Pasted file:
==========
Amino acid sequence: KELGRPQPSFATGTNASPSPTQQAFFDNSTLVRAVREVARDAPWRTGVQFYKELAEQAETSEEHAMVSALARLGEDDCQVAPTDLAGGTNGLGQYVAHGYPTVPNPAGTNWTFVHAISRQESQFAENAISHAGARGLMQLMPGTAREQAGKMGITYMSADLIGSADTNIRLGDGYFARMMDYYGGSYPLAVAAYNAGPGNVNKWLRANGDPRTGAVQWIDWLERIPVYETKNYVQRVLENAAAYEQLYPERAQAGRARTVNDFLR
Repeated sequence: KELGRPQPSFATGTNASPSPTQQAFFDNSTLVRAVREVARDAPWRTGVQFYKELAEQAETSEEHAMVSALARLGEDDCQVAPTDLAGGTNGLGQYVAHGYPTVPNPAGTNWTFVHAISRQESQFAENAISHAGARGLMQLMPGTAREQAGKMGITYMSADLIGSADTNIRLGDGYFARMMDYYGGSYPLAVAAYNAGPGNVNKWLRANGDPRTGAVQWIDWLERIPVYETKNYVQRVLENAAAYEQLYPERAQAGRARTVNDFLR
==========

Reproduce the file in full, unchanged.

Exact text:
Amino acid sequence: KELGRPQPSFATGTNASPSPTQQAFFDNSTLVRAVREVARDAPWRTGVQFYKELAEQAETSEEHAMVSALARLGEDDCQVAPTDLAGGTNGLGQYVAHGYPTVPNPAGTNWTFVHAISRQESQFAENAISHAGARGLMQLMPGTAREQAGKMGITYMSADLIGSADTNIRLGDGYFARMMDYYGGSYPLAVAAYNAGPGNVNKWLRANGDPRTGAVQWIDWLERIPVYETKNYVQRVLENAAAYEQLYPERAQAGRARTVNDFLR
Repeated sequence: KELGRPQPSFATGTNASPSPTQQAFFDNSTLVRAVREVARDAPWRTGVQFYKELAEQAETSEEHAMVSALARLGEDDCQVAPTDLAGGTNGLGQYVAHGYPTVPNPAGTNWTFVHAISRQESQFAENAISHAGARGLMQLMPGTAREQAGKMGITYMSADLIGSADTNIRLGDGYFARMMDYYGGSYPLAVAAYNAGPGNVNKWLRANGDPRTGAVQWIDWLERIPVYETKNYVQRVLENAAAYEQLYPERAQAGRARTVNDFLR